Maura Tarnhoff, English

Resources for Tips & Tricks

Dalal, D.K.; Hakel, M.D.; Sliter, M.T.; & Kirkendall, S.R. (2012). Analysis of a Rubric for Assessing Depth of Classroom ReflectionsInternational Journal of ePortfolio, 2(1), 75-85.

  • Shares a rubric to assess the depth of student reflections on a scale of 0 (not a reflection) to 5 (deep reflection), with definition and examples for each part of the scale. 

Jones, S. (n.d.). Assessment Rubric for Student Reflections from Howard University.

  • Offers a holistic rubric to assess student reflections according to five elements: clarity, relevance, analysis, interconnections, and self-criticism.
Resources for Deeper Learning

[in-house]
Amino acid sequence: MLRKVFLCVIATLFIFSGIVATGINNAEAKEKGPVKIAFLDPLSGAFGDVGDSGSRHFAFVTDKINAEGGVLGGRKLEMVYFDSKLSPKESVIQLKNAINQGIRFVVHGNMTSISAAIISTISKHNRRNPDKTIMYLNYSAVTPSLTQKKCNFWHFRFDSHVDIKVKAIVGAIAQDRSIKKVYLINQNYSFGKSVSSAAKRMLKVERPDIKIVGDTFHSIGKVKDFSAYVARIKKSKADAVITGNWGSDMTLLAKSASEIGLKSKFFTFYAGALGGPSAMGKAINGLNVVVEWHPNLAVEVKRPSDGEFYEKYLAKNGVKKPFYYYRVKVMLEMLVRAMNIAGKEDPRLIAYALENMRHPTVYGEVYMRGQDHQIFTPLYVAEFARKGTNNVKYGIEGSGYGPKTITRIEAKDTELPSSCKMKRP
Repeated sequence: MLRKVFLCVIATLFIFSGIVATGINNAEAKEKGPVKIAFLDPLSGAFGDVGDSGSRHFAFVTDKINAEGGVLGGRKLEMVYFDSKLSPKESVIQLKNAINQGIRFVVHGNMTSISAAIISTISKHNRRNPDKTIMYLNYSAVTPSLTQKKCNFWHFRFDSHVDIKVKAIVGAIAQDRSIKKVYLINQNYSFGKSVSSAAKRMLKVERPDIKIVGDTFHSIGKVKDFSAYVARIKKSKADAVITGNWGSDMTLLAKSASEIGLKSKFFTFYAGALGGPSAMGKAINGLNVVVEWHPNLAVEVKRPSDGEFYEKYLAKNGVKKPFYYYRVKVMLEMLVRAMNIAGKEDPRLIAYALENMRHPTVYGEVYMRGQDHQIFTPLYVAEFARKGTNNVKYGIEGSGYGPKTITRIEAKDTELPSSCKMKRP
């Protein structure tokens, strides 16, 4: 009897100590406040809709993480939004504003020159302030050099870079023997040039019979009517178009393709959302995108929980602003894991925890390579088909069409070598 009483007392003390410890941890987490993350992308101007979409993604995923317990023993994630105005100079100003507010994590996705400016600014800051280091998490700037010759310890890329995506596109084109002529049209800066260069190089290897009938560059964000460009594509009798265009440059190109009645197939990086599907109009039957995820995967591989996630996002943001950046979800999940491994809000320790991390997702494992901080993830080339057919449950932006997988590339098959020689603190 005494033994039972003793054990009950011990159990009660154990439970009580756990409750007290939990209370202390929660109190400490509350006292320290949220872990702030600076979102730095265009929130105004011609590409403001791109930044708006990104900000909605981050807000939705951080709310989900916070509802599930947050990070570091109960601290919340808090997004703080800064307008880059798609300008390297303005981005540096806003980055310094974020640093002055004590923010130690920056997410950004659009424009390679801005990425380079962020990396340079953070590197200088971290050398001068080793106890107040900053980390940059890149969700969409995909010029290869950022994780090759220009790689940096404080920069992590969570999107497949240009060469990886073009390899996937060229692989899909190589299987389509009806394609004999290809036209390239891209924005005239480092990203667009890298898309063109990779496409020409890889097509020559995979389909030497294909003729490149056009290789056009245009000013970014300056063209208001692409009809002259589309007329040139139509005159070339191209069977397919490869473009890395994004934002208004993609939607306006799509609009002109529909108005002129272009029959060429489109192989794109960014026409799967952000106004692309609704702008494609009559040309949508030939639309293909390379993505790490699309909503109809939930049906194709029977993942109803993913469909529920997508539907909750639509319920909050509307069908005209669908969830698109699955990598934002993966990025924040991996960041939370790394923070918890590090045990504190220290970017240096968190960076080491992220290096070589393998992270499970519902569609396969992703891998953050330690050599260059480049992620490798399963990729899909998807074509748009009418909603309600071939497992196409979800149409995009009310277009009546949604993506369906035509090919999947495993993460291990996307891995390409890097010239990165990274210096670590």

Kember, D., McKay, J., Sinclair, K., & Wong, F. K. Y. (2008, August). A four-category scheme for coding and assessing the level of reflection in written work. Assessment & Evaluation in Higher Education, 33(4), 363-379.

  • Outlines four categories for assessing the level of student reflection.

University of Michigan. (n.d.). Metacognition: Cultivating Reflection to Help Students Become Self-Directed Learners.

  • Lists five practices that lead to effective student reflection.
References

Kember, D., McKay, J., Sinclair, K., & Wong, F. K. Y. (2008, August). A four-category scheme for coding and assessing the level of reflection in written work. Assessment & Evaluation in Higher Education, 33(4), 363-379.

University of Michigan. (n.d.). Metacognition: Cultivating Reflection to Help Students Become Self-Directed Learners.

   

Interested in getting your hands DRTy with us? Add to this page, create a new page or suggest new topics here! We thank Kevin Kelly at San Francisco State for this page.